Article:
Given the changes in Sarawak’s economy – the reduction of timber and the declining price of palm oil – construction infrastructure is seen as an important catalyst injection of capital. The road is much needed, but its tie to patronage is there, as it has repeatedly been used to win votes and allies.
Betting is back
The final dimension of money politics involves a different empowerment of local business, a resurgence of the local underworld. Funds are being reportedly used through betting to sway votes in some close urban contests. This system works by a financial backing of the odds that creates a situation where the person wins money if the results are in the favour of the financial backer’s choice of candidate.
This practice disproportionately has disadvantaged the opposition, although in today’s Sarawak campaign, it has the potential to affect BN candidates as well. In the last few elections in Sarawak, betting had little impact on the outcome. Given the fragmentation of candidates and likely closer races in Chinese seats in urban areas this time round, this aspect of money politics may shape outcomes.
What is also clearly affecting the campaign is where some of the candidates are using their own money. The number of millionaires running is much higher than in West Malaysia. In some cases, as appears in the seat of Repok, the candidate is splashing funds in an unprecedented manner. Some of the wealthy candidates appear to have links to the underworld and are seen as local ‘gangster’ figures. Voters are questioning ties to the underworld and sources of funding.
From projects and vote-buying to patronage and betting, money politics in Sarawak is raining everywhere. In fact, in some constituencies, there are floods of funds. The amount collectively spent to woo the 1,138,650 voters has exceeded that of any state election in Malaysia. Easily one can estimate that the funds in this Sarawak election for slightly over one million voters are reaching at least at third of what was spent in GE 2013 for slightly over 13 million voters.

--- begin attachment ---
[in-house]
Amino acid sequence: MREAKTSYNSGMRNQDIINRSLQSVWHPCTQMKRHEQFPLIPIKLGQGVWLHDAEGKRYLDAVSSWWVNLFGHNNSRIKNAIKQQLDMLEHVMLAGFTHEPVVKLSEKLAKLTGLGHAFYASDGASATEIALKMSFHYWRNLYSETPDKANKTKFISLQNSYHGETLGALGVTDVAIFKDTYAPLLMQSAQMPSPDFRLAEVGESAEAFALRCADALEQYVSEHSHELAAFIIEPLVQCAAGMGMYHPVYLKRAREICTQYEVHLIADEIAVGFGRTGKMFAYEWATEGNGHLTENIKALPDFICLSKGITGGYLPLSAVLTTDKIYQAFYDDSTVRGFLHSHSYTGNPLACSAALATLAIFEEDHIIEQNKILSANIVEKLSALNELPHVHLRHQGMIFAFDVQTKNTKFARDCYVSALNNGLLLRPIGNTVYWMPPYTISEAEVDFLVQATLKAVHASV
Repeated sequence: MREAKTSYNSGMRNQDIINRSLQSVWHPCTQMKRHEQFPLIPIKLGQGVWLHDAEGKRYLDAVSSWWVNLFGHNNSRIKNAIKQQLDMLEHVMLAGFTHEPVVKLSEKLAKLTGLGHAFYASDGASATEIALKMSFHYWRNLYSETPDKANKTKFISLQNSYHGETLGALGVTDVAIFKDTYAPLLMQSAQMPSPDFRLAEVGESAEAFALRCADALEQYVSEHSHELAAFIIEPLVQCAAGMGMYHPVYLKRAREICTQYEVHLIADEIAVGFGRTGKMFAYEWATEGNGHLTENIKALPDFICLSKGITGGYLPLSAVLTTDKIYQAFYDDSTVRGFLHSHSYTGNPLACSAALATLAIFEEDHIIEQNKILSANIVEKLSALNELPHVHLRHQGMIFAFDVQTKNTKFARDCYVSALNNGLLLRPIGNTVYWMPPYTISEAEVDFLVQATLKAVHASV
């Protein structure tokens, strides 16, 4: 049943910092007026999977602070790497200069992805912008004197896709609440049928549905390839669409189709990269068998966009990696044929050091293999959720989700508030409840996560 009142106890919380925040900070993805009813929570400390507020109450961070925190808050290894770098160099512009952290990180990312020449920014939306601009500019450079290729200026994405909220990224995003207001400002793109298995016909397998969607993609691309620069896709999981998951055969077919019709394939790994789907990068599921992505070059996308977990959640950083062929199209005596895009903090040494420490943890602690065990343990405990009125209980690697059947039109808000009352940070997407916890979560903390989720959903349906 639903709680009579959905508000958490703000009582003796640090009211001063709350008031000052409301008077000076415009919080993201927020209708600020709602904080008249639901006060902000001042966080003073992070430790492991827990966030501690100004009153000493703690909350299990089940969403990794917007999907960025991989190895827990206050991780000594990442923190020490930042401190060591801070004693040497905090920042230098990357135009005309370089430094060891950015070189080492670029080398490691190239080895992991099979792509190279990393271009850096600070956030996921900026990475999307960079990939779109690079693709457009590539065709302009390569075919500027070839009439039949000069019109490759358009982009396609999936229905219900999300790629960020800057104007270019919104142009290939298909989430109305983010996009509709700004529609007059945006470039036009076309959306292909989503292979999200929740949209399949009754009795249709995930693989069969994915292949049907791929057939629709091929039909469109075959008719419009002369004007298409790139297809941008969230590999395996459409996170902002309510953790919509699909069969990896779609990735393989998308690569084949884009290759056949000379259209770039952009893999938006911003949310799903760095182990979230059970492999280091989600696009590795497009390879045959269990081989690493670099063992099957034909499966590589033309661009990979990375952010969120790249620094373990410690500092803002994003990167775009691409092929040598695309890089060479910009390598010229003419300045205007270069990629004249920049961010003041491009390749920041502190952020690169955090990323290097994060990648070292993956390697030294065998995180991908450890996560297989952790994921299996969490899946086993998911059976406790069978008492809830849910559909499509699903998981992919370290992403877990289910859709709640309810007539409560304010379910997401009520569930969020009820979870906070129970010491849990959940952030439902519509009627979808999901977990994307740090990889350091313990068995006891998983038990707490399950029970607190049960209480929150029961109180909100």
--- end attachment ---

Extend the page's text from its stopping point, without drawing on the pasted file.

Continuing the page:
The massive injection of federal funding, including both projects and patronage, combined with mysterious election slush funds and splash local spending reinforces the view that this election is being bought. The Najib government appears to be willing to spend this amount to assure its political survival.
The impact of Najib’s ever-increasing electoral spending only makes the electoral system more uneven and creates serious distortions in the priorities for development and well-being of Malaysians, including Sarawakians.
There is little regard to the damages money politics is causing Malaysia as unlike the rain, it is tied to a Najib reign.
Part 1: ‘Same Old’ in Sarawak campaign
Part 3: It’s raining money in Sarawak
BRIDGET WELSH is Professor of Political Science at Ipek University, Senior Research Associate at the Center for East Asian Democratic Studies of National Taiwan University, Senior Associate Fellow of The Habibie Center, and University Fellow of Charles Darwin University.
This is the third piece in a five-part series in New Mandala.The next looks at the impact of 2015 redelineation and the electoral system on Sarawak’s election. Bridget Welsh would like to thank Sarawakians who assisted with the classification of polling stations, seats and analysis.